Music. Since the beginning of time, people have found solace in music. It is an easy way to relax, and with so many genres, a person most assuredly can find something he/she enjoys. When I was younger and suffered from migraines frequently, loud thumping music (I know. One would think I would seek silence.) would ease the pain away. Maybe the drumbeats vibrated out the pain. The entertainment industry has long used music to set moods and increase the ambiance. Injecting happy music throughout one’s day can lift the spirits and bring inspiration.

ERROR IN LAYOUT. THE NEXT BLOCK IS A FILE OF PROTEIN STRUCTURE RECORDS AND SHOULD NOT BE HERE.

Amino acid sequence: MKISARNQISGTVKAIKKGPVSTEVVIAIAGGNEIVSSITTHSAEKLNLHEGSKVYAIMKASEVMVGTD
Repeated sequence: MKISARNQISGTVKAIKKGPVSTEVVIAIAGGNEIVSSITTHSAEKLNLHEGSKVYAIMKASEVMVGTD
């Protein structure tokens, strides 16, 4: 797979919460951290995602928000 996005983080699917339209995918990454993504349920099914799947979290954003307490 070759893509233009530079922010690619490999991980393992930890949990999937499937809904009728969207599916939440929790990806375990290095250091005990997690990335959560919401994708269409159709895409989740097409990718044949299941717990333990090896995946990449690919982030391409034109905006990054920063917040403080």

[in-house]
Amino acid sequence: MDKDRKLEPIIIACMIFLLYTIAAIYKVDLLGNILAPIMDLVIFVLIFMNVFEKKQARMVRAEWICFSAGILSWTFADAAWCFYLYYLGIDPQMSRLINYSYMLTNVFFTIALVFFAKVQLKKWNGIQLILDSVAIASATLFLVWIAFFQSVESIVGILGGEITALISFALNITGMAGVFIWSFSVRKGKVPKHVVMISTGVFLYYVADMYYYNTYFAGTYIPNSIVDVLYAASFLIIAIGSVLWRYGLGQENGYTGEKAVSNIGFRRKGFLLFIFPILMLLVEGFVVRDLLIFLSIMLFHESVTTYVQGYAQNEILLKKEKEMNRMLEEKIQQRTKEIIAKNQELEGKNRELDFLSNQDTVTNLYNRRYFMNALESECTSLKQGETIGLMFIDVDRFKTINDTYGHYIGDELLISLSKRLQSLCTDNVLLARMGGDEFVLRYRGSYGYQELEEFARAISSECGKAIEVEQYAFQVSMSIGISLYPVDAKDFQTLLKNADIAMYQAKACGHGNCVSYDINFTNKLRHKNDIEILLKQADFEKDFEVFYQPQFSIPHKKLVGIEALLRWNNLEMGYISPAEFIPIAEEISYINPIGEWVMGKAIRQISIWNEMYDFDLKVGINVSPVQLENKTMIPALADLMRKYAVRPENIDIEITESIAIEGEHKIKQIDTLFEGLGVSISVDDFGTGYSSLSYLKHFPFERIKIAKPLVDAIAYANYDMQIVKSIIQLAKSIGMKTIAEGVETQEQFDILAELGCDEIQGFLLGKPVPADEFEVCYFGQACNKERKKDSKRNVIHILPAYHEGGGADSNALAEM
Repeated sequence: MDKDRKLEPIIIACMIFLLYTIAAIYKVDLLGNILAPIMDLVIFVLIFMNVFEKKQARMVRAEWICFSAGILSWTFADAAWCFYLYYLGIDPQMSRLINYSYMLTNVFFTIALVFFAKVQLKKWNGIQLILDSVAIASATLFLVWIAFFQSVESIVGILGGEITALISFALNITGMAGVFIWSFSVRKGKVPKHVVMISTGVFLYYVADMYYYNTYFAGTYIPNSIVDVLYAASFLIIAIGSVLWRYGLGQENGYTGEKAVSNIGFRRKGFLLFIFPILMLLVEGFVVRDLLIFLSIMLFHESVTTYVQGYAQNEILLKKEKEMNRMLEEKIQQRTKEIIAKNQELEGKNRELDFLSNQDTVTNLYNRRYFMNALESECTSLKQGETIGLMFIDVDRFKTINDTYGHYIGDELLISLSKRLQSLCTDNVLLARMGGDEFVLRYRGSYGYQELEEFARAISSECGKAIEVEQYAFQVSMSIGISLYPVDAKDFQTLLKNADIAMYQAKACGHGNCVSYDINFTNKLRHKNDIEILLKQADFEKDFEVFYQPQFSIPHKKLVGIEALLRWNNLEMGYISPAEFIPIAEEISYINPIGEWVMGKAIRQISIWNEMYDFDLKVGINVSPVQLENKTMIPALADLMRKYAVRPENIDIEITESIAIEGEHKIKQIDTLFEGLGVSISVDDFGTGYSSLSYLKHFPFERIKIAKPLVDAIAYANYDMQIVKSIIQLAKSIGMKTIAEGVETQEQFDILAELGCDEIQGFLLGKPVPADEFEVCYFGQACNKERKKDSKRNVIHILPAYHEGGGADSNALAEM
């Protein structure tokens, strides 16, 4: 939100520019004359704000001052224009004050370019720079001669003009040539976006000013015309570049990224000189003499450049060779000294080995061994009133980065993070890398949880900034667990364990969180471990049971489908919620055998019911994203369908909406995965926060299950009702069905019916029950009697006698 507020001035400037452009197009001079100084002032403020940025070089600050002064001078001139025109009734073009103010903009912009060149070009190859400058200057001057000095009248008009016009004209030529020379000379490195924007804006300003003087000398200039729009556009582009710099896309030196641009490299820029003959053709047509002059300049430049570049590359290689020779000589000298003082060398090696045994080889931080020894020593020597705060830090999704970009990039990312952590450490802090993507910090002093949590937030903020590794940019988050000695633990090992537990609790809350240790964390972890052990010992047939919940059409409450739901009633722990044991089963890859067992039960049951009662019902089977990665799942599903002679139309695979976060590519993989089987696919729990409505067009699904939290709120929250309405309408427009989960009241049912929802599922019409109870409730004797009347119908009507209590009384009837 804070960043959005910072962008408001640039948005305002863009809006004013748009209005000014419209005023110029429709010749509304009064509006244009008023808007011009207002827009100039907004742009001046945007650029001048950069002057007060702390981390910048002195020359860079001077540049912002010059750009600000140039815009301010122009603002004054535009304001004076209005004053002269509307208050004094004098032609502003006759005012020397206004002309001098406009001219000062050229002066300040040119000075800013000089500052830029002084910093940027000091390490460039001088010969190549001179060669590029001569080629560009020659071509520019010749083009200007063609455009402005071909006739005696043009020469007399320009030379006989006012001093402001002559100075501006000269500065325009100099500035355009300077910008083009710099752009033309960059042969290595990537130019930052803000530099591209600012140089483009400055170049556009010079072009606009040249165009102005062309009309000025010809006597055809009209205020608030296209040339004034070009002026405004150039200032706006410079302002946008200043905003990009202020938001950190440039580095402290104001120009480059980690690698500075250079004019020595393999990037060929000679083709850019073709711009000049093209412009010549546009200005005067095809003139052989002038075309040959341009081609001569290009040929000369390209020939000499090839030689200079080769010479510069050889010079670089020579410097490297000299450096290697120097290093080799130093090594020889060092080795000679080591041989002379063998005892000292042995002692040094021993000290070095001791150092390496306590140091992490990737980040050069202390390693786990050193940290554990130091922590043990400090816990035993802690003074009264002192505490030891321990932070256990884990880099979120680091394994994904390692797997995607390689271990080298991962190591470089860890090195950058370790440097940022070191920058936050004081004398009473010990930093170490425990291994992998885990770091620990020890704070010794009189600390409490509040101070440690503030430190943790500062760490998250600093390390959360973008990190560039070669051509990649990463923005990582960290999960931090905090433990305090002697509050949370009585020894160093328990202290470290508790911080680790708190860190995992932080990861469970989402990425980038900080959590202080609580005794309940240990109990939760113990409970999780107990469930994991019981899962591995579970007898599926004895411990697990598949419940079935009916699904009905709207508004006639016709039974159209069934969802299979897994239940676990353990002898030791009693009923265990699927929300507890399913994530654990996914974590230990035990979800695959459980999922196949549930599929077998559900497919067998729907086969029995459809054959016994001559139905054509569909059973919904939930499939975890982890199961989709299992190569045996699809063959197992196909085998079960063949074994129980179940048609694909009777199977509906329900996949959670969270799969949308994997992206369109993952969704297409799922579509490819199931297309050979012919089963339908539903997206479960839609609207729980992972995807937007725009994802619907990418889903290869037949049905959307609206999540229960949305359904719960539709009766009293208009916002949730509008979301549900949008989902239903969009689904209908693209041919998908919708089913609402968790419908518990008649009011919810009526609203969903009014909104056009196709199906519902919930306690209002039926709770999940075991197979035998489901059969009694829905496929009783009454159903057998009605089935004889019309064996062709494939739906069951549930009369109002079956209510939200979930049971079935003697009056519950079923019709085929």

Breaks. Then again, sometimes all that is needed is a break and time away. Media can be toxic, bringing into our homes and living rooms negative energy and bad news on a loop. The week after Christmas, the local media kept harping on severe weather that would occur on New Years Day. During nearly every commercial break it seemed, there was the news commercial to watch for the latest update of the weather at five, six, and ten. And while I’m all for people to be informed, I could have done without the constant reminder of what was to come. And dread was building. At the gas station, people were filling up gas cans for their generators. People planned to hunker down instead of attempting to have at least some type of New Year celebration, even if it was no more than grape juice in a plastic cup in the middle of the kitchen. On New Year’s Eve, there was rain (heavy at times) but no wind, thunder, lightning, or tornadoes. No watches or warnings were issued. And while everyone was relieved, the anxiety had built in so many for days. There is a difference between informing the public and inundating them with fear. And I know there will be those who will think it’s no big deal and that the meteorologist simply missed the mark. And would one hundred percent agree with that if I didn’t live in an area where so many people have PTSD from Hurricane Katrina and tornadoes? But the purpose of this point isn’t to place blame on the media. On the contrary, it is to point out that people need to recognize in themselves those things that are begin trigged and tune them out. Shut off all of social media and chill. There was a news article of a man who had isolated himself in a remote area for over a year. There were no cell phones, cable, or internet. When he left to return home, he had no idea of the pandemic. He’d not panicked, stressed, or been bothered.